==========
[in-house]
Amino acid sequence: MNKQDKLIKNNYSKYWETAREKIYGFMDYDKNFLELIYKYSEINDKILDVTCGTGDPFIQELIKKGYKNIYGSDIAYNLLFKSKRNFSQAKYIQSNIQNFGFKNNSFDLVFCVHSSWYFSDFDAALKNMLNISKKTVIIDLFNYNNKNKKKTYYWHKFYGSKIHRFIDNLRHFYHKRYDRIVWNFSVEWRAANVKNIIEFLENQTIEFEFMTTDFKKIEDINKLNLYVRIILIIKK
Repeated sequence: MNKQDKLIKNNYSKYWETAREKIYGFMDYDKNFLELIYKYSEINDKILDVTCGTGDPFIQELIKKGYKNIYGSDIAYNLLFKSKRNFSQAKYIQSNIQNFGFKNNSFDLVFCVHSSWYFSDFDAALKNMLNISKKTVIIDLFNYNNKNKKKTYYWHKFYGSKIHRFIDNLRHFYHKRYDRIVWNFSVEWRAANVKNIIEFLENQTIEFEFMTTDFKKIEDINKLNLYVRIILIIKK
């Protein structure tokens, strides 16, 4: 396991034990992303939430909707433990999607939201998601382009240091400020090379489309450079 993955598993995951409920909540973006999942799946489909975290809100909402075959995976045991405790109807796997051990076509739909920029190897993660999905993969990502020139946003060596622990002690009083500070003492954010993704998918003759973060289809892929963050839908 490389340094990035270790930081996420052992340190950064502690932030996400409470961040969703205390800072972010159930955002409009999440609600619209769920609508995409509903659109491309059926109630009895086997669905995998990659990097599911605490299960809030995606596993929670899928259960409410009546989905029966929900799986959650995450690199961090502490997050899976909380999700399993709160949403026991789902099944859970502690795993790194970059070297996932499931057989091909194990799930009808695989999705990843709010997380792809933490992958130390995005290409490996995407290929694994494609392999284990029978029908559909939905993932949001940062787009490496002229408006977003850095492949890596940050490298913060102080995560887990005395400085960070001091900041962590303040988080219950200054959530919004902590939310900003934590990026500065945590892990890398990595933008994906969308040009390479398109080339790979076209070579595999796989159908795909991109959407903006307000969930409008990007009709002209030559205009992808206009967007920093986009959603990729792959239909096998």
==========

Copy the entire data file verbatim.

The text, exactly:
[in-house]
Amino acid sequence: MNKQDKLIKNNYSKYWETAREKIYGFMDYDKNFLELIYKYSEINDKILDVTCGTGDPFIQELIKKGYKNIYGSDIAYNLLFKSKRNFSQAKYIQSNIQNFGFKNNSFDLVFCVHSSWYFSDFDAALKNMLNISKKTVIIDLFNYNNKNKKKTYYWHKFYGSKIHRFIDNLRHFYHKRYDRIVWNFSVEWRAANVKNIIEFLENQTIEFEFMTTDFKKIEDINKLNLYVRIILIIKK
Repeated sequence: MNKQDKLIKNNYSKYWETAREKIYGFMDYDKNFLELIYKYSEINDKILDVTCGTGDPFIQELIKKGYKNIYGSDIAYNLLFKSKRNFSQAKYIQSNIQNFGFKNNSFDLVFCVHSSWYFSDFDAALKNMLNISKKTVIIDLFNYNNKNKKKTYYWHKFYGSKIHRFIDNLRHFYHKRYDRIVWNFSVEWRAANVKNIIEFLENQTIEFEFMTTDFKKIEDINKLNLYVRIILIIKK
């Protein structure tokens, strides 16, 4: 396991034990992303939430909707433990999607939201998601382009240091400020090379489309450079 993955598993995951409920909540973006999942799946489909975290809100909402075959995976045991405790109807796997051990076509739909920029190897993660999905993969990502020139946003060596622990002690009083500070003492954010993704998918003759973060289809892929963050839908 490389340094990035270790930081996420052992340190950064502690932030996400409470961040969703205390800072972010159930955002409009999440609600619209769920609508995409509903659109491309059926109630009895086997669905995998990659990097599911605490299960809030995606596993929670899928259960409410009546989905029966929900799986959650995450690199961090502490997050899976909380999700399993709160949403026991789902099944859970502690795993790194970059070297996932499931057989091909194990799930009808695989999705990843709010997380792809933490992958130390995005290409490996995407290929694994494609392999284990029978029908559909939905993932949001940062787009490496002229408006977003850095492949890596940050490298913060102080995560887990005395400085960070001091900041962590303040988080219950200054959530919004902590939310900003934590990026500065945590892990890398990595933008994906969308040009390479398109080339790979076209070579595999796989159908795909991109959407903006307000969930409008990007009709002209030559205009992808206009967007920093986009959603990729792959239909096998």